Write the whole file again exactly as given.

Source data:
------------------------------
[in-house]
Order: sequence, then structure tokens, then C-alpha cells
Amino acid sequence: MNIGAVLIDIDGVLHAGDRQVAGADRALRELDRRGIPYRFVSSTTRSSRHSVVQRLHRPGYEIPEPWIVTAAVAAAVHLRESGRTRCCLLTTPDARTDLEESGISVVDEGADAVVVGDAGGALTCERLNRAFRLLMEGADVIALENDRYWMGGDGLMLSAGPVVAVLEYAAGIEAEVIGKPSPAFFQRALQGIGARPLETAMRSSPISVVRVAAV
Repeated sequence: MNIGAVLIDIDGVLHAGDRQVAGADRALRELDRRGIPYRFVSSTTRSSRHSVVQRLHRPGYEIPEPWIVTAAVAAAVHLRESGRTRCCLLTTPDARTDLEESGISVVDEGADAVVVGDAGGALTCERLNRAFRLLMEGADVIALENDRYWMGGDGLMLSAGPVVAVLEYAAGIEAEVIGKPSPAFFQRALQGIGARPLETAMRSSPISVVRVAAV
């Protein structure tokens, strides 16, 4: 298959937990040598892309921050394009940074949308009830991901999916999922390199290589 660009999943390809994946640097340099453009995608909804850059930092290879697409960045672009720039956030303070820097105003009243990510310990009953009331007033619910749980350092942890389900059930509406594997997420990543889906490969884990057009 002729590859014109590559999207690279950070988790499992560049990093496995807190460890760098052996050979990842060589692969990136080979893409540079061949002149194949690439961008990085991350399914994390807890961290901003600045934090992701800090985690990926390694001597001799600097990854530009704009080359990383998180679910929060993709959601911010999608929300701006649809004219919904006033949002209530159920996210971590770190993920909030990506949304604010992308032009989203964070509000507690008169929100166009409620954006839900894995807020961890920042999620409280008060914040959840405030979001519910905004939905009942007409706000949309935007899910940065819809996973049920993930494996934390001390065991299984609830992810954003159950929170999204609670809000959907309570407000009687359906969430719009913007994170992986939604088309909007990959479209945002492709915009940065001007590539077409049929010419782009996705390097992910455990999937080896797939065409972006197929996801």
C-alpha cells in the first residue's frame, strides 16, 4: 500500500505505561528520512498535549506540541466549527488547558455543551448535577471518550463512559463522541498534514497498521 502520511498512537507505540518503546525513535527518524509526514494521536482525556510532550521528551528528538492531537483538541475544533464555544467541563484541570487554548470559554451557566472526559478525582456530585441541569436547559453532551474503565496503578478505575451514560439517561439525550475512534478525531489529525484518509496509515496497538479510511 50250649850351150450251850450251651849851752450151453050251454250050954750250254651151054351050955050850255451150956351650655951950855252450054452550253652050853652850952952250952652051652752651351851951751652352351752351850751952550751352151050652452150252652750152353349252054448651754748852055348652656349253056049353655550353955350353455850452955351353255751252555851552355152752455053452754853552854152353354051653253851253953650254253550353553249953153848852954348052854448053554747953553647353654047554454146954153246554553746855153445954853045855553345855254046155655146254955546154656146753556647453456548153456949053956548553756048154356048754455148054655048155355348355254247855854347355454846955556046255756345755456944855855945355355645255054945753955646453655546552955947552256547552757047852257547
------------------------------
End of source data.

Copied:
[in-house]
Order: sequence, then structure tokens, then C-alpha cells
Amino acid sequence: MNIGAVLIDIDGVLHAGDRQVAGADRALRELDRRGIPYRFVSSTTRSSRHSVVQRLHRPGYEIPEPWIVTAAVAAAVHLRESGRTRCCLLTTPDARTDLEESGISVVDEGADAVVVGDAGGALTCERLNRAFRLLMEGADVIALENDRYWMGGDGLMLSAGPVVAVLEYAAGIEAEVIGKPSPAFFQRALQGIGARPLETAMRSSPISVVRVAAV
Repeated sequence: MNIGAVLIDIDGVLHAGDRQVAGADRALRELDRRGIPYRFVSSTTRSSRHSVVQRLHRPGYEIPEPWIVTAAVAAAVHLRESGRTRCCLLTTPDARTDLEESGISVVDEGADAVVVGDAGGALTCERLNRAFRLLMEGADVIALENDRYWMGGDGLMLSAGPVVAVLEYAAGIEAEVIGKPSPAFFQRALQGIGARPLETAMRSSPISVVRVAAV
């Protein structure tokens, strides 16, 4: 298959937990040598892309921050394009940074949308009830991901999916999922390199290589 660009999943390809994946640097340099453009995608909804850059930092290879697409960045672009720039956030303070820097105003009243990510310990009953009331007033619910749980350092942890389900059930509406594997997420990543889906490969884990057009 002729590859014109590559999207690279950070988790499992560049990093496995807190460890760098052996050979990842060589692969990136080979893409540079061949002149194949690439961008990085991350399914994390807890961290901003600045934090992701800090985690990926390694001597001799600097990854530009704009080359990383998180679910929060993709959601911010999608929300701006649809004219919904006033949002209530159920996210971590770190993920909030990506949304604010992308032009989203964070509000507690008169929100166009409620954006839900894995807020961890920042999620409280008060914040959840405030979001519910905004939905009942007409706000949309935007899910940065819809996973049920993930494996934390001390065991299984609830992810954003159950929170999204609670809000959907309570407000009687359906969430719009913007994170992986939604088309909007990959479209945002492709915009940065001007590539077409049929010419782009996705390097992910455990999937080896797939065409972006197929996801």
C-alpha cells in the first residue's frame, strides 16, 4: 500500500505505561528520512498535549506540541466549527488547558455543551448535577471518550463512559463522541498534514497498521 502520511498512537507505540518503546525513535527518524509526514494521536482525556510532550521528551528528538492531537483538541475544533464555544467541563484541570487554548470559554451557566472526559478525582456530585441541569436547559453532551474503565496503578478505575451514560439517561439525550475512534478525531489529525484518509496509515496497538479510511 50250649850351150450251850450251651849851752450151453050251454250050954750250254651151054351050955050850255451150956351650655951950855252450054452550253652050853652850952952250952652051652752651351851951751652352351752351850751952550751352151050652452150252652750152353349252054448651754748852055348652656349253056049353655550353955350353455850452955351353255751252555851552355152752455053452754853552854152353354051653253851253953650254253550353553249953153848852954348052854448053554747953553647353654047554454146954153246554553746855153445954853045855553345855254046155655146254955546154656146753556647453456548153456949053956548553756048154356048754455148054655048155355348355254247855854347355454846955556046255756345755456944855855945355355645255054945753955646453655546552955947552256547552757047852257547